You provide comprehensive and often extensive evaluations of your patients’ needs, and from there, along with the appropriate records, create a treatment plan addressing the various and varied needs of that patient. Those needs may cross into every area of dental care, and as well, cross into medical areas, where you request information and clearance from medical providers. And/or, you may refer TO medical providers, having found medical issues in your evaluation that should be addressed by a medical specialist.
In summary, you
- identify findings of note
- inform the patient of your findings
- help the patient take ownership of these issues, problems, findings -
A little side note - it is critical that you help the patient understand their findings and pathology, whether TMJD or decay. This is because if they do NOT understand it is their problem, it is all too easy for the patient to expect the dentist to "just fix it.”
There is NO “just fix it.”
There is only a team effort between medical provider AND patient where the provider evaluates, informs, guides, counsels, refers and treats the AREAS OF THAT PROVIDER’S EXPERTISE AND COMPETENCE; the PATIENT attends appointments, consents to evaluation, listens to the information, takes the time and energy and spends the money necessary to follow-up on referrals and treatments.
Do you see? It is not the provider who is responsible for ascertaining the completion of treatment in the face of all odds. (Read recent blog, “Way Too.”) It is not the provider who is responsible for providing the treatment if the patient is not compliant in attendance, following the guidance and instructions of the provider, including self-care, referral attendance, and so forth.
- provide the appropriate referrals and information
- do NOT continue care if the patient does not follow up on referrals, compliance, payment, attendance of appointments.
- proceed with treatment IN THE AREAS of your expertise and comfort.
Which brings us to the fact that you as a generalist, gatekeeper, dental home, have the opportunity to study and learn any one or more of many topics, many dental specialty areas. Any and all treatment you provide in any area of dentistry, by law, must be at the level of what is expected of a specialist in that area. That goes for and includes, endodontics, surgery, prosthodontics, implants, orthodontics, periodontics, and pediatric dentistry.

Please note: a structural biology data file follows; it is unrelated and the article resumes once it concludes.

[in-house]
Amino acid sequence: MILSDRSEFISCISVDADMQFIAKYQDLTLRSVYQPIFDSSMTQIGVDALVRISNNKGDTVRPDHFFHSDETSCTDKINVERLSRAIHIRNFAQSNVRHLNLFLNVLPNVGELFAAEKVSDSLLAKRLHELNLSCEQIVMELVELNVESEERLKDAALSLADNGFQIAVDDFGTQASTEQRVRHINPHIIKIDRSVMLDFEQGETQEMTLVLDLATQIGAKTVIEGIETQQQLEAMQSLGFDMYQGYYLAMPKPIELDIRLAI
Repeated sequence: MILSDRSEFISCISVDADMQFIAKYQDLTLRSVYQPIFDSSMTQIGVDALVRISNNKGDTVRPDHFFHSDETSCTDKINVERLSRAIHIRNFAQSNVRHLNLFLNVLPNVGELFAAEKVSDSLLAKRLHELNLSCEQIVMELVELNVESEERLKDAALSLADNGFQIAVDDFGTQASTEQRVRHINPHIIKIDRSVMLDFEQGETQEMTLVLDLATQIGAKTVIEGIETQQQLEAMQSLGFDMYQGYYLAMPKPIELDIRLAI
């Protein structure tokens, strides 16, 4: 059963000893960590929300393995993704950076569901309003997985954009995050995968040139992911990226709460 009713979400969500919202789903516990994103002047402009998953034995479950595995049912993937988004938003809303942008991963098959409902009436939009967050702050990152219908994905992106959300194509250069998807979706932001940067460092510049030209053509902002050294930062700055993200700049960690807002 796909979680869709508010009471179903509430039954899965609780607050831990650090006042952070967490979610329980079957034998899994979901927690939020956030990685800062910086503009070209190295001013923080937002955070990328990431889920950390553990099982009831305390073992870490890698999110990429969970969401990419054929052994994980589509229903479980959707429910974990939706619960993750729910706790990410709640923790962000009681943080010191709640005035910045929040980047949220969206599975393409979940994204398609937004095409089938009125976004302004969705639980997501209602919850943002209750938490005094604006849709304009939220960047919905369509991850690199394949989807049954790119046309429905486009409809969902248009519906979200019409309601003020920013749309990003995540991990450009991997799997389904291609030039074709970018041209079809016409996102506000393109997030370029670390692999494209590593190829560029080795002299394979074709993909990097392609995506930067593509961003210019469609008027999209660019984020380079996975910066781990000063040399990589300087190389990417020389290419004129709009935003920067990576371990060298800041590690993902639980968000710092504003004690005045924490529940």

And to have a full life, a resoundingly successful life and practice, and provide truly great care to your patients, you must choose and adapt to providing the areas of care in which you are interested, have fun, can be great, and continue learning and growing. In other words, keep growing and working in your areas of expertise. You will spend much less money on equipment, supplies, staff training, and learning curve time. If you instead, invest in equipment, staff training and learning curve time for you area of “specialization”, rather than all areas, it will cost you much less and you will be much more profitable.
Choose - Make it profitable. Your dental practice is your living. It is your source of income for you and your family.
Choose - Make it fun for you. Do what you enjoy the most, and consider delegating the rest. (Whether another doctor, or staff, you can delegate the rest.)
Choose - Find what you really love and get REALLY good at it. Your practice will be distinguished by the area in which you focus. What does your practice do that distinguishes you from the others?
Choose - and get FREE. An area of expertise and excellence in expertise gives you freedom. Get free of the stress of the parts you don’t like, free of spending the money on so many different courses, so many supplies, equipment, staff training, and learning curves where you aren’t making much or an money while you are learning. Free to discover a main mentor in your area of expertise-to-be. Free to become a mentor and possibly a teacher of your area of expertise. Free to enjoy life. Free to work ON your practice, and not just IN your practice.
Choose and change your life!